The Scranton tribune. (Scranton, Pa.) 1891-1910, July 25, 1902, Image 1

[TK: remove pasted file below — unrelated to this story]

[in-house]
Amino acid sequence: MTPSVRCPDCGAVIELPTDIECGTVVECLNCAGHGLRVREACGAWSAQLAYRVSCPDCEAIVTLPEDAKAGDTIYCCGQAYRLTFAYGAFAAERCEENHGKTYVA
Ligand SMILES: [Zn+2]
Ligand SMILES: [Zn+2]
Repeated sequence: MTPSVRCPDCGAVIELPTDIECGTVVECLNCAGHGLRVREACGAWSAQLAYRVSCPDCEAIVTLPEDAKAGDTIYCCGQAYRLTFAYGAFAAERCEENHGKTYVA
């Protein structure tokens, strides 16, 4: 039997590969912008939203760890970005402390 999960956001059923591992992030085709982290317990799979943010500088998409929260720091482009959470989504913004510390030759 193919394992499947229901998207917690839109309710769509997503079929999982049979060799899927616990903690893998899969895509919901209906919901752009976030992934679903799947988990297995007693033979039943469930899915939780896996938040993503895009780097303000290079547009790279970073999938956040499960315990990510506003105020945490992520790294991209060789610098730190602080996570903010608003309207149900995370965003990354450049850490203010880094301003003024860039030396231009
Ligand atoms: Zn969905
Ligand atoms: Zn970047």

fl.V. .A , 4.A. -1.. jr ..-.-, t V I .FT - t ,w IHiMk T. '1I 2 J ' . J ,' H V - r 31 i ? H "j a ribttne '11 trmttmt i; ? THE ONLY'SCRANTON PAPER RECEIV TNG TtfE COMPLETE NEWS SERVICE OF THE ASSOCIATED PRESS, THE GREATEST NEWS AGENCY IN THE WORLD". ' hyd cents. SCRAaTQN. FA.,' FRIDAY MORNING, JULY 25, 1902. TWO CENTS. Ifwvi DOALDALE RESUMES One.ot 'h Largest Plants In the Lehigh Region -The Move Is a Surprise. - THE READING OPENS ANOTHER WASHERY Delaware and Hudson Claims Near ly All Their Former Engineers and Pumprunners Have Returned to Work, a Statement That Secretary Mullahy Controverts Michigan Strikers Refuse to Accept the Con ference Scale Judge Jackson Sen tences Mine Worker Organizers for ontempt of Court Other Strike developments. By f.xehishe Wire fiom 'I lie Associated Press. , Tamaquu, Pa., July 24. The Lehigh fo.il and Navigation company today psumed operations at Its No. 1- mine. be of the largest collieries In the rc )ii. The. move of the company was expected. No. 12 breaker Is located Ooalclulc, between Pottsvllle and luch Chunl:. It is a modern plant II has connected with it an up-to- Ite jig house by which the slate Is I'kcd from the coat and the sizes as- brtod, all by machinery and washing locc,ss, whereby ten men or boys can the work that requires from 100 to V) hands at other breakers. liToday without any notice the work mf oneratlnir1 the colllcrv was started iflf the hoisting of some few curs of fcal that had been loaded inside prev ious to the strike, and this was dumped lto the breaker, ami by the means If the improved machinery and the non-union hands, Including many of the bosses and engineer corps, the breaker was kept running. This Is the nearest approach to the operation of a . colliery that has yet been made uny- where since the big strike commenced. ir .a-ine .s.iriKe people say mat n any cuai Hg being mined inside it Is being done by bosses and not Dy regular miners, md that the operation of No. 12 break er ,can only continue with the material that Is dumped into it from the refuse banks. ' i Ashland, Pa., July 24. The Philadel phia and Heading Coal and Iron com any started .up Its washery at Locust- ale, and Is preparing coal for ship- nent to the city market. The em- Ipioycs are said to have been imported and are heavily guaided by coal and liron policemen. This Is the first wash ery to start ud In this vicinity. Counter Claims at Wilkes-Barre. Wilkes-Bnrre, July 24. The officials the Delaware and Hudson Coal com- uvy and the officers of the Stationary lireVr.enJs association issued counter Statements today. The- superintendents jf the coal company say that nearly fall their old engineers and pumprun- Incrs who resigned their positions when ordered out by the United Mine Work ers ,are back at work and that half of khe firemen have uUo loturned. J. F. Mullahy, secietary ot the Firemen's anion, says only six of the old firemen Fhave gone back. All the other firemen who quit work on Juno 2 are btlll out. l'resKtcni iMcnous, oi uisirui io. i, United Mine Workers, reiterates a for mer statement that the operators are not in a position to resume work at a i elude colliery. A report Is In circulation at strike ladquartors that the presidents of the (anthracite coal-carrying railroads, re alizing that the markets are slipping away from them, aie anxious to get hard coal In the market again and ;alhcr than Incur any more losses will sooner or later grant some concessions fthe strikers and get the mines run Ig again. Concerning Belief Distribution. Hazleton, Pa., July 24. The officers the Seventh district of the United line Workers have not yet decided aw the relief funds front the bltumln- lus miners shall lie applied. It is prob able, however, that the store order dan will be adopted, each local union Fissulng the orders for Its men. Mem ' ber's of the union In the greatest need will be supplied first. Strikers In dis tress 'who do not belong to the union w 111- albo be provided for, ShanioUIn, Pa., July 24. On account of mining along the Susquehanna river becoming so extensive the past mouth, the- Ninth district headquarters of the United Miie Workers opened a cam paign against It today. Secretary Hart leln addressed the river diggers at t Henulon and sixty employes, 98 per cent- of them farmers, quit work to day. They now say they will assist la closing down- the river mining from Jlarrisburg to Wilkes-Barre, Disappointment to Mitchell, Saginaw, Mich., July 21. The Michi gan district of the United Mine Work ers of America this tnornlng In confer ence tabulated the vote ot the various locals on the matter of accenting the Bcue formed by the recent conference of operators and miners, nt which Fresldent John Mitchell was present and which ho advised be accepted. The vote stood 40(5 to accept and 603 to reject and keep on strike. This ae- , tlpn will bo a sore disappointment to President Mitchell, who strongly urged ' the men to go to work, as the scale provided for no reduction in wages from last year, Bight to Work Upheld. IjParkersburg, w, Va July 24. Judge Kackson rendered his decision in the I .'Mother" Jones contempt cuse this I morning, The conclusion reached was .that all the defendants had violated the xt. Y- COLLW OPEMTIONS O- Injunction rind were guilty of contempt of court. (Sentence In case of "Mother" Jones waMpostponed, also In the cases of the four foreigners who cannot speak English, Thomas llnggerty was given ninety days In jail and the other d6fenclants sixty days each. The opin ion supported the right of the courts to use Injunction and the right of laborers to work when they wish to do so without Interference from organized labor or any other source. Chicago, July 24. President John Mitchell, of the United Mine Workers of America, said today that Judge Jackson's decision would be laid before President Roosevelt at once with pro tests, and that the president would be asked to Intercede In behalf of Ameri can citizenship. The case will be car ried to the United States Supreme court. President Mitchell said: ''The decision imperils the right of all Ameri cans in the courts." President Mitchell of the United Mine Workers left for Wilkes-Barre,. tonight, where he will take charge of the an thracite miners strike. He said he Is confident of success in winning the strike, because the men are standing solidly for their demands and not one has deserted the union, so far as he xva'i able to learn. The miners are re.-.dy and willing to submit their side of the contention to any board of ar bitrators In the country and are not at all fearful 'of the outcome. Indianapolis, Ind., July 24. Secretary W. B. Wilson, of the miners, received a telegram this afternoon from Park ersburg, informing him that a warrant had been Issued there for his arrest on the charge of making inflammatory speeches in disregard of the court's In junction. Mr. Wilson expects a deputy marshal will come here for the pur pose of taking him before Judge Jack son at Parkersburg. Progress of the Belief Fund. Indianapolis, July 24. Contribu tions to the mine defence fund for the anthracite strike, in less than one week have reached ?123.000, exclusive of the assessment of the men. The first week's assessment of the bituminous districts Is now due, and it Is expected that, $40,000 or $50,000 a day will begin pouring into headquarters, from this source by Saturday. Including the as sessment of the men, the first week's contribution will bo In the neighbor hood of $400,000. Every mall brings In many contributions from individual and corporations in sympathy with the miners, but who do not want their names made public. NO EVIDENCE HOW GAS WAS LIGHTED Coroner's Inquest in the Johnstown Mme Disaster Elicits No Light on the Beal Cause. By Exclusive Wire trom The Associated Press. Johnstown, July 21. The second day ot the inquiry Into the Rolling Mill mine disaster of July 10, being held under the direction of Coroner Miller, established the fact conclusively that the explosion was caused by some one lighting gas which had accumulated, but was not at its highest explosive point. In what manner It was ignited or by whom will probably never be known. Among the eight witnesses ex amined today were Mine Foreman Henry L. Rogers, Assistant Foreman Thomas L. Foster and FIreboss Grif fith Powell. They were unable to ex plain how the gas became ignited. Witnesses testified today that of the 600 men employed In the mine about 10 per cent, are practical miners, In which the mine officials could place their con fidence. Miners were Instructed to leave their open lamps at tho danger signals, but no one was positive this rule was strictly obeyed. There was gas In pillar work at all times. Fire bosses examined the mine each morn ing before the men went to work. Men were 'not supposed to work in gas in any condition, but were given safety lamps as a protection in case gas came on them. Miners found in dangerous places with open lamp3 were dis charged. Tomorrow Chief Mining Engineer M. O. Moorp, Al. G. Prosser, his assistant, Superintendent George T, Robinson and other officials will be called to the stand. Coroner Miller said today that ho expected the inquest to continue through Saturday when the state mine Inspectors will testify. LIEUT. HipKMAN'S TBIAL. Belief That Court-Martial Has Ac quitted the Officer of Cruelty. Dy Kxelusive Wire from The Associated 1'rei.s. Manila, July 21, The court-.nartlal ot Lieutenant E. A. Hickman, on charge ot having ducked In a pond twoj natives of Tabayas, because they refused to guide .him to the stionghold ot the Insurgent leader Cabulles, und with having ducked a thhd native, who died from maltreat ment, has been concluded. The lieuten ant, It Is believed, has been acquitted. The defense admitted all of the specifi cations In the first charge, taking excep tion only to tho word "unlawful," and pleaded Justification under general order 100 and the conditions prevailing (n Tay abaB province. Tho defense also pro duced a telegraphic order from General Chaffee, ingliig the location of Cabellas, regatdless of the measures necessary to do so, The desire to shift responsibility, tho defense disclaimed, and said the tele gram from General Chaffee was produced to show the urgent necessity for locating L'aballes, Lieutenant Hickman said that witnesses at the Gardener Inquiry testified that the third man riled from lnjuiles, that he was not ducked and that lie was not molested. The prosecution disregarded the latter charge as being unworthy of credence. Manila Cigarmakers Strike. Manila, July 21. About 7,000 cigar makers of Manila have gone on tttilke. They demand a material increase In wages- WAS IT A PUT UP JOBP Captain Strong la in London and May Yolie Is Going There. By Kxcludvc Wire from The AMocl.itcd PreM. London, July 21. Putnam Hrudlec Strong, of New York, arrived In London this afternoon with tho St. Paul's pass engers nnd went to a private West I hid hotel. New Yolk, May 24. May Vohe, who was fnrmeily the wlf.' of Lord Francis Hope, snllcd for Kurnpe today on the Kiicrst Ulsmarck. Her cabin on the boat was not engaged In her nnme, but she was n lion id the ship when It salted, Former Captain Strong, In conversation with n lepiosentntlve of the Associated Press this afternoon, said he had pawned about $S,4(W worth of May YoIip'h Jewelry at her request and for her benefit after they returned from Japan, and Hint sho had received the entire pioceeds from him at the time the jewels were pawned. "I have never hud one dollnr of Mav Yohe's money and no person knows It better than she." lie continued. "The money on which I am now traveling was received from the sale of my library, and of this fact May Yolio Is also aware. I have done many foolish and most un wise things, but 1 have not been criminal. "As to my futme movements, I do not think they should Interest any one great ly, but I will say that I purpose living quietly and endeavoring to redeem my good name. "As to the story that I rilled her safety deposit box, that Is absurd on Its face. May Yohe never bad nny safety deposit box that 1 know of, and If she hnd one, any banker could tell you that without her authority I could never have had access to It. I hud one In my own name at the Knickerbocker Trust company, which I 'suppose my family has opened as I gave them full authority to do so." VENEZUELAN BATTLE IS HOURLY EXPECTED Foreign Consuls at Puerto Cabello Elect American Consul President of Their Conference. By KxcluHivc. Wire from The A-otIafed i'rrai. Washington, July 21. The following cablegram has been received from Captain McLean, of the cruiser Cincin nati, dated La Guaira: "Information has been tecelved from Commander Topcka. Attack is ex pected Puerto Cabello, Venezuela. "A meeting of tho foreign consuls has elected the American consul presi dent of the conference. Marietta, at Cuman, Venezuela. Carupano quiet. No Indications blockade. Revolutionary forces control 'Carupano. The presi dent of Venezuela remains at Barce lona. The Falke, Conlngln, Rejbntis, at Puerto Cabello. Gazelle and Suchet here." The text of a ringing proclamation issued on July 0, the Independence day of Venezuela, by President Castro, has just been received in Washington. The proclamation was published on the eve of the president's departure from the "Vellow House" at Carucas to lead his army In the field, and says after de claring his intention of revolutionizing the methods of government in Vene zuela: From this moment I consecrate to the realization of that design all the energies of my soul, (he resources of the sovern- ment, the humble prestige of my sword, my unconquer.iblo faith In tho success o well-doing, and this life which has been spared by a torrent of bullets In a hun dred duels with death, I find myself in tho condition to fulfill tho mission with which I have been invested by rrovidence, and it Is my desire to render myself worthy of that mission. Bracing myself with tho conflicts of peace, and raising my stat ure If need be beyond the limitations of nature, I shall chain events and harness them to the car of victory in tho very camp of the rebellion. I decline myself In campaign. I am going to tinnstuso Into tho operations of the war the en thusiasm of my faith, my nervous activ ity, and tho efficacy of my porsouul direc tion." RAGING AT CLEVELAND. Close Finishes and Sensational Time Characterizes the Pour Events at the Grand Circuit Meeting. By i:cludve Wire from The Associated I'resi. Cleveland, Ohio, July 24. Three favorites and an outsider won at the grand circuit meeting today, the races being characterized either by close finishes or sensational time. Frank lirwln, driver of You Bet in the 2,11 pace, was unseated In tho third heat but was put back again for the next one, Attendance 11,000. Summaries: 2.23 class trot; purse $3,000, three in five: Wentworth , 7 3 111 Darwin 4 2 2 2 2 Hallle Hardin 3 7 .1 3 '4 Lord Marsh 118 dls. Boralma's Brother, Gold Bug, the Gen eral, Lord Marsh and Aunt Rose also started. Best time, 2,11(4. 2.11 class, pace; pulse, $1,200. Daphne Drills 112 2 1 Gasconda S S 1 1 3 You Bet U 2 4 3 ti Don Riloy , 10 10 3 4 2 Carthago Ghl, Rose Bud, Donna Mc Gregor, Dick See, Shorty, Pat Wilkes, lie rd I n a and Maggie Hubbard also start ed. Best time, 2.03V 2.10 class, trotting; purse, $1,M0; two In three, Auselln ,,.,,, , 1 I Aggie Medium , S 2 Dan Wilkes , 2 9 Charley Mac ,,.,., u 3 Dorothy Redmond, Glory, King Chimes, Authella and ICcInu Cook also started. Time, 2.0SW, 2.0S'i. 2.17 class, pacing; purse, $1,000, two in three, Greenllne ....,..,, ,,,. 1 1 Major C ,.,,,,.., ,, 2 3 Teitlmln , ,,,,,. 4 2 Stiega ,,,., ., ,. 3 4 Wfiiona, Hlnzn, Sultz, Frank I'owoll, Cubanola and Sylvlanuo also started. Time, 2.081$, j.os'i. Express Train Wrecked. By Kxcliuhe Yre from The Associated I'res. Indianapolis, July 24. The Pan-Handle expiess train was wiecked tonight eight miles out of Dayton, O. Two nre known to have been killed, several others aro missing. Steamship Arrivals. By Kxiluslve WlrcfiumTiie Awodated Vrtas. New York, July 2l.-8alled: La Savolo, Havre; Fuerst Ulsmuick, .Hambuig. Havre An Ived; La Touralno, Now York. Rotterdam Sailed; Potsdam, New Yoik via Boulogne. Liverpool Ar rived; Teutonic, New York ADDRESS TO THE MILITIA President Roosevelt Talks to the New Jersey National Guards men at Sea Girt. SINCERE, HEARTFELT, PATRIOTIC WELCOME If You Get Into Battle, Says tho President, It Is Mighty Impor tant That You Hit the Other Fel low Know Your Bifle as if It Was a Part of Yorself Federal Govern ment Should Encourage the State Militia Whole Nation Owes Obli gation to Dutiful National Guards men. By Kctlu-tc Wire from The Associated Press. Sea Girt, N. J., July 24. No president received a more sincere, heartfelt and patriotic welcome than that accorded today to President Roosevelt by the people of New Jersey. From the time he landed in New Jersey at tho 'At lantic Highlands pier, at 1.13 o'clock this nfternoon, until he left in his launch for the war yacht Mayflower, anchored several miles off the pier, at 3.15, he was the recipient of a con tinuous ovation. The president, on invitation of Gover nor Franklin Murphy extended through Senator Kean, visited the encampment of the Second brigade of the National Guard of the state at Sea Girt. Ac companied by Mrs. Roosevelt, Miss Alice Roosevelt, Mr. and Mrs. "W. Era len Roosevelt, Miss Christine Roose velt and Assistant Secretary Loeb, the president left Sagamore Hill at 7 o'clock this morning and boarded the Mayflower, his ofllclal naval vessel, from a launch. Ten thousand people greeted tho presidential parly at the Sea Girt sta tion. President Roosevelt and other distinguished guests were escorted in carriages to the governor's cottage, ad joining the military encampment, less than half a mile from the station. As be arrived at the cottage a president's salute of twenty-one guns was fired. After a brief rest and art Informal rei' ccptlon at the cottage. President Roose velt and Governor Murphy and staff reviewed the troops In camp. The president was mounted on a magnificent chestnut bay on which he sat perfectly. At the conclusion of the review, Mr. Roosevelt was escorted to a stand ad joining the parade ground and there addressed the assembled troops . and the multitude which had gathered and which number by this time nearly 13, 000. Governor Murphy Introduced the president as follows: "I have the pleasure and honor In introducing to you one who is dis tinguished nllke as a citizen, as a soldier and as a statesman and Is now honored and beloved as the president of this great country. I have the honor to present to you President Roosevelt." After the demonstration which follow ed had subsided President Roosevelt spoke as follows: President's Address. A man Is of use as a National Guards man for just exactly the same reasons as he is of use as a citizen; and that is if lie sets to work with his whole heart to do his duty for tho time being, to make himself thoroughly proficient in tho line of business he has taken up. A National Guardman who joins only to have a good time pretty generally does not have a good tlmo nnd certainly makes a poor hand at being a guaidsman. 1 earnestly hope and believe you will never get Into battle, but If you do It Is going to be mighty Important to lilt tho other fellow; and you are going to be able to do It largely in consequence of the way you have put In your time, knowing your rifle until It Is Just part of yourself, until you can handle it, take care of It and use it, It 'has been tho pride of tho American army In tho past that our tioops always have used their rifles ef ficiently. Wo have prided ourselves upon having nn army of marksmen. Our army has given us a just pride In it, becauso its constant and zealous effort has been to tako caro of Itself in the field and in all that pertains to the duties of a soldier, I think, gentlemen, that much help can bo given to the National Guatds, of tho states by the action of the United States government. I want to see tho National Guard armed with the best and most modern weapons (applause), I want to seo the Infantry with the Krag-Jorgenspn nnd I want to see the artillery with the three-point-two gun of the regular army. I am happy to say that a bill has been passed through the lower house which will enable the national government ma terially to aid the National Guard of the different states. At tho next session. I firmly believe, that we will get It through the United StatPs senate and then 7 can guaranten the signature of the president. (Laughter and appluuse), Not Always Appreciated. I think that our people have not always appreciated the debt they were under to tho National Guard,' A man who gets Info the National Guard and does Ids duty fairly and Bquarely there puts the whole country unde'r an obligation to him, Al ways In our hUtory It ban been the case, as It will be In tho future, that, If war should arise, It la to bo met mainly by the citizen soldier the volunteer soldier. Wo have, In tho regular army, officered ns It Is, and filled with the type of en listed men we had In It, an army which I firmly believe for Its size, Is unequalled In the civilized woild; and I urn sure that I can challenge the most generous support from the National Guard or tho regular army of the Halted Stutes. (Ap plause), But that, army, Is and of neces sity must he, so rjnall that In the event of serious trouble in the future, tho great bulk of our tioops must come, as in the past they have come, from the ranks ot tho people themselves; and In forming those regiments the good dono by the pretence In them of men who have served faithfully In (he National Guard cannot be overestimated. These men arc ready. They know what Is expected of them. They train others (o df tho work that Is needed. And another thing, ladles and gentlemen, the same qualities that make a man a success, thnt make him do his duty decently and honestly In a National Guard regiment, are fundamentally the qualities that he needs to make him a good citizen In private life. No doubt some of you were in the Span Ish-American war. (A voice, "es, many voice, '.jes, many lilo wild that war it enough war to ). (A voice, "you of in"). The only trouble was that there was not go around. (Laughter) got your slice"). "I did," continued the president. "I was one of the lucky ones." After relating the anecdote of the am bitious soldier who entered camp at Tampa, Fla., at the beginning of the Spanish-American war nnd was set to work digging1 kitchen sinks, President Roosevelt continued: ' So It Is in Citizenship. Just ns It Is In the army so It Is In citi zenship. If you aie content to go through lift waiting for it chance to be a hero you may wait and the chance muy not come. The wny to be a good citizen Is to do well the ordinary, every-day' humdrum work that comes to citizenship. Don't you think soY I am sure you do. The man who wants to wait until a bat tle comes Is not likely to be the good fighter; nnd tho citizen who waits for heroic times is likely to be a mighty bad one, I plead with you to do your duty as National Guardsmen and as citizens. Do your duty day by day the common, or dinary duties which, when done, make In their sum, the citizenship of the nation. Ladles and gentlemen, I thank you. It had been the Intention of the presi dent and- his party to be the guests of Governor Murphy at luncheon, but the lateness of the arrival made It neces sary to forego the luncheon. On the way to tho cottage a veteran of tho Civil war and a Grand Army man rush ed up to the president to grasp his hand. President Roosevelt greeted him cordially and said:' "One of the many good results of the Spanish-American war Is the apprecia tion we, of the younger generation, now have of the value to you old veterans of that little button which you wear on the lapel of your coat." At 3.15 the presidential party board ed again the special train, and amid the cheers of the assembled thousands started for Atlantic Highlands, arriv ing at the pier at 4 o'clock. At 4.05 the party left for the Mayflower in a steam launch. As the president was aboard his launch, ho met and recog nized Raymond Morse, a fireman on the preslder'lal special, who had served as a sergeant in Troop G of the Rough Riders when Mr. Roosevelt was col onel. They greeted each other with equal cordiality. TITLE TO AN ISLAND - CAUSE OF DISPUTE Japan Claims It and Sends Warship to Enforce Claim American Cap tain Also Claims It. Dy Kvclusivc Wire fiom The Associated 1'icss. Yokohama, July 24. It is officially announced that the Jupunese cruiser Kusagi will convey a diplomatic agent of Japan to Marcos island, S00 miles southwest of Yokohama. The expla nation Is that it is the desire of the government to reassure the Japanese residents and convince them that the Rosehlll claim is untenable. It is as serted hero that tho island was an nexed to Japan in 1898, and that it was discovered by a Japanese subject in 1S73. Washington, July 24. The Japanese government has served formal notice on the state department that It claims possession of Marcos island, toward which is now heading an American ex pedition under Captain Rosehlll with a purpose of exploiting its guana depos its. Regarding It as extremely desir able that no collision occur, the state department has taken measures to ad vise Captain Rosehlll thnt he must offer no resistance If he should fall In with a Japanese warship, which is also speeding for the Island. Rosehlll landed on the disputed Island thirteen years ago, Ho put up n sign and deposited a bottle setting forth his claims to the island, erecting a flagpole and hoisted the United States flag. Then he sailed away, leaving It unoccupied, a fact which may vitiate his title. Of these facts he informed the state department, but he neglected for many years to file In the Treasury department the bond required by the guano Island laws. In fact, this bond was only filed within the last year. Meanwhile, finding a deserted island, sorne Japanese landed and began to take away the guano. There are be lieved to be two score of them now on the island, and the Japanese govern ment holds that their title is good. BAD TRAIN WRECK. Coach Jumps Track an Trestle, Palls and Many Are Hurt. Dy Inclusive Wire from The Associated Press. McConuellsvllle, O,, July LM. The worst railroad wreck In the history of this x-al-ley occurred two miles below here today on tho Ohio and Little Kanawha. Tho rear coach of a passenger train Jumped the trnck on a trestle and fell forty feet, turning completely over. The train ws going thirty miles per hour and the coach xvas completely wrecked. 6Ilss Gertrude Sherwood, of Pnttnn'a Mills, wus killed and six others fatally hurt, About a dozen others aro suffering serious Injuries, m i. PRESIDENT IS BEPOGGED. Dy Exclusive Who from 'the Associated l're, Oyster Bay, N, V July 2I.-A dispatch was received tonight from William Loeb, jr,, assistant secretary to the president, stating that the president's yacht, May tiower, had run Into a dense fog off Tomp klnsvllle, Staten Island, and would vu main thero at unchor over nlsht. The dispatch was as follows: "Detained by fog off staten Island. Will be home tomorrow morning, (Signed) "William Loeb, Jr." No alarm Is felt hero over the safety of the yacht, The Mayflower left At lantic Highlands at 4.40 p. m., having on board the puity Which accompanied tho president on his visit to Camp Franklin Murphy at Sea Girt. JUDGE PENNYPACKER RESIGNS. By dilutive Wire front 'f lie AboiUtcd I'resj. Ilarrlsburg. July 24. The resignation of Judge Pcnnyp.icker'to tako etfect August 1, was received at the 'state department today WHAT DEMOCRACY MUST DO TO BE SAVED NAILING A CANARD. Miss Stone Not Jealous of Honor Shown to Miss Quay. lly Kieluslic Whe trom The Associated 1'rcss. HnrtlsburK. July 24. Tho following statement has been Issued from the ex ecutive derailment by K. C. Gerwlg, pil vate secretary to Governor Stone: "The newspaper talk about a contro versy between the governor's daughter and Miss Quay over the christening ot the battleship Pennsylvania Is ridiculous. Tho ship will not be launched until long after the governor's trrm explrei. It Is entire ly for the builder, to select any one he pleases to perfoim' this ceremony and as Senator Quay has been largely Instru mental in securing appropriations for tho battleship, It Is very proper that Ills daughter bo selected. So far ns Miss Stone Is concerned, she never thought of tho selection and together with tho governor nnd his family will be very glad the. honor should come to Miss Quay, who Is'in every way worthy of it." HELD TRAIN UP FOR FIFTY THOUSAND Daring Robbery of Mexican Central Express Car by American Crooks. Train Stopped by a Ruse. By Exclusive Wire from 1 he Associated Press. HI Paso, July 24. A daring hold-up took place on the Mexican Central at 2.30 o'clock Tuesday morning, just after the train left Bermljllo. At that point three 'Americans boarded the train, two secreting themselves on the blind bag gage and the other entering the third class car. As soon as the train pulled out the two riding on the outside en tered the express car, and, covering Messenger Buckner with their revolv ers, ordered him to throw up his hands. Tho messenger offered no resistance. The robbers then went leisurely through the safe, obtaining $30,000 In currency consigned to the Banco MInerco, at Chihuahua. They also took what other money packages were In the safe, and remained quiet until the train slowed down, when they disappeared Into tho darkness. About the time the robbers entered the express car the conductor of tho train became engaged In an altercation xvlth a passenger who refused to pay his fare. Finally the conductor had the train stopped and the passenger was ejected. The robbers alighted at the same time. The troublesome passen ger doubtless was a partner of the rob bers, and his actions were a ruse to cause the stopping of the train. FIERCE RACE WAR IN WEST VIRGINIA Two Negroes Lynched and Their Mutilated Bodies Left on Com monOthers Pleo for Safety. By Kxclusive Wire from The Associated Press. PhillippI, W. Vu., July 24. Two ne groes, whoso names were unknown, were lynched at Womelsdorf, near here, last night by an angry mob numbering several hundred and tHelr mutilated bodies left on the common. The first victim was shot and instantly killed in the station house, the second was taken to the park, whore he was hanged and then riddled with bullets and cut to pieces. Both whites and negroes are enraged and In arms. More trouble Is hourly expected. The trouble grew out of the murder of Chief Bud Wllmotb, July 23. Several other arrests had been made and lynching seemed Imminent on every side. The dead blacks were caught near Boiling ton and wore locked up there, officers fearing lynching if taken to IClklns, Negroes are leaving on every train. QUEBEC MONASTERY BURNED. Home of Trappist Monks Destroyed. All Members of Order Escape. By exclusive wire from The Associated 1'ics. Oko, Quebec, July 24. The celebiated mounstery of La Trnppe wus destroyed by fire last night. The loss Is $300,000 and the Insurance Jloo.OOO, Thero were nlneu sevnn monks from all parts of the world In the monastery, all of whom escaped and are now housed 'In tho Agricultural college, half a mllb awav. Ten thou sand gallons of elder nnd 1,000 gallons of wine were destioyed. Tho vestments and holy vessels of the chinch wcio saved. Tho tiro, which started, no one knows how, about 5 o'clock, was fed by a strong wind nnd burned until 1 o'clock this moinlng, notwithstanding the eft'oits of priests, monks and laymen employed about tho building, headed by Don .Marie Antonle, tho prior, and assisted by tho thirty-odd pupils of the Agrlciiltma) col lege to extinguish It. The Haines de stroyed every vestlgo of the niugnhlceut building, which lequlred many yeais to build. This moinlng only the four big chimneys remain, Two monks, Brother Seraphim, who xvas blind, and another bi other, whoso name cannot be learned, and who was suffeiliig from consumption, wero res cued from tho top lloor by priests at tint risk, of their lives, it Is feared they will die. Taft Leaves Italy, f By Exclusive Whe fiom'llie Associated 1'icss. Naples, July 2l.-The Got man steamor Princess Irene, which sailed today for Manila took among her passengers Gov ernor Taft, Judge Smith and Secretury Carpenter, Captain Strother, of Governor Taft.'s party, was not well and sailed for New York on the steamer Alter today. Barn Struck by Lightning. By Exclusive Wire from The Associated I'rets. Lancaster, Pa., July il TJie barn of Jucob Y.aok, at Eden, was stiuck by lightning 'this afternoon and totally de stroyed, togother With the tobacco shed and other buildings and tho crops or a hundred-acre farm. The loss will be 1100,-000. Dr. Bruan and Dr. Shcpard Pro duce Their Prescription Blanks and Do Business. TRUSTS "-BRYAN ,,TARIFF"-SHEPARD Before the New England Democratic: League Two Eminent 'Expounders of Jefferson Politics Try Their Voices at Telling How the Incubus of Demoralization Can Be Lifted from Their Party's Standard Tho Peerless Leader from Nebraska Has Apparently Not Yet Decided Just Which Issue Should Be Para mounted. By Kxclmlvc Ire from The Associated Press. , Nantasket', Mass., JUIy 24. In a great tent on the shore. of Massachu setts Bay, for hours today, a throng of men'and not a few women listened to orators from various parts of the United States as they dellx-ercd ad dresses upon the principal political is sues of the day from the Democratic point of view. The speechmaklng fol lowed a banquet, the first given by the recently organized New England Dem ocratic league, at which about 300 per sons wero present. P. A. Collins, for mer consul general to London and now mayor of Boston, was presiding officer, and William J. Bryan, twice Demo cratic presidential candidate; Edward x M. Shepard, of New York, and Senator Carmack.of Tennessee, made nddresses, Senator Bailey, of Texas, was expected to bo present, but he sent a lettern stead. Tho hour scheduled for the banquet was 1 o'clock and It was planned that tho public exereises should begin an hour later. The guests did not reach Boston until this morning, coming on the Federal Express nt 7 o'clock. A committee met them, at the station and escorted them to an uptown hotel. For an hour or more following breakfast, Mr. Bryan xvas "at home" to a few friends at the hotel. There was no public reception. The trip down the harbor was made on one of tho regular Nantasket steam boats starting from Boston at 11.20 o'clock. On the arrival at Nantasket. the party proceeded at once to the Rockland House. Mr. Bryan spoke as follows: Bryan's Idea of Harmony. In view of the numerous harmony din ners, and the discord they have created. It may not be out of place to consider the basis of harmony. Jefferson laid down the rules by which, and by which alone, real harmony can bo secured with in a. party. I say real harmony for that harmony cannot be considered worthy of tho name which, like the harmony tem porarily existing between the confidence man and his victim, h purposely em ployed for deception and Injury. l The great founder of the Demlcratlo party said In a letter to Mr. Lee that there xvere but two permanent parties, the aristocratic and tho democratic; that those two parties existed in every coun try, nnd that where there was freedom to think, speak and write, these parties xvould become apparent. With the aris tocratic party he classed "those who fear and distrust the people and wish to draw all power from them Into the hands ot the higher classes." With the demo cratic party, he classed "those who Iden tify themselves with the people, have confidence In them, cherish nnd consider them as the most honest and safe, though not the most wise, depository of the pub He Interests." Kvery well-Informed stu dent of history will recognize this dintlne tlon. In every community you can draw a lino separating tho aristocrat frum the democrat. Jeffersonian Harmony. Thero can always be harmony among Democrats who have the purpose that Jefteiou had nnd are willing to employ the methods that Jefferson employed. There can always be harmony among Democrats who believe In u gox-ernment of tho people nnd aro xvllllng that al' the departments of the government shal be operated by tho people and for the benefit of the people. Dtffeiences of tho mind can be reconciled: differences of puipoie cannot. The Republican party of today Is aristocratic in its policies and tendencies, for It is conti oiled by a few ill the interest ot a few, but thero ore many Republicans who remain with their partv only because they do uo't under stand the change which has taken plftca in that party within the last few years. When tho policy of a party is controlled by Its voters, the party stands for the xvlll of the majority, but when the parly Is dominated by a small minority, then the organization stands not, for tho will of the majority, but for the will of thoso who dominate It. There can be no doubt of the democrats Instincts ot a largu majority of the members of the Republi can party, but that party today Is so controlled by organized wealth that the rank and filo of tho party are not con sulted about its policies nor are the in terests of tho rank and file considered by the leaders. With tho exception or the Continued on Page 4.1 YESTERDAY'S WEATHER. ' Local data for July 21. 1002; Highest temperature , 73 degrees Lowest temperature ..,.,,,,.,,, W degrees Relative humldltj ; -" ' $ a. m , 79 per cent. fj p. m. .,,,,, ,, ,,,. 79 per cent. Precipitation, 24 hours ended ti p. m., 0.23 inch. " WEATHER FORECAST. -f Washington, July 21. Forecast -f -f for Friday and Saturday: Hastcin Pennsyyanla; Shoucis .Friday and -f--f probably Saturday; variable winds , becoming west, occasional hhower'. 4 & . -t . -f it t tfl si 1 U '.: -11 "1 n . fr V "SV3"- . M vjj 4 '. Si ..- "?! j m )i 1 frl f J - IW rlU v' : ? 'WV, 5.-4' . xv: vA lm xjl K .,. .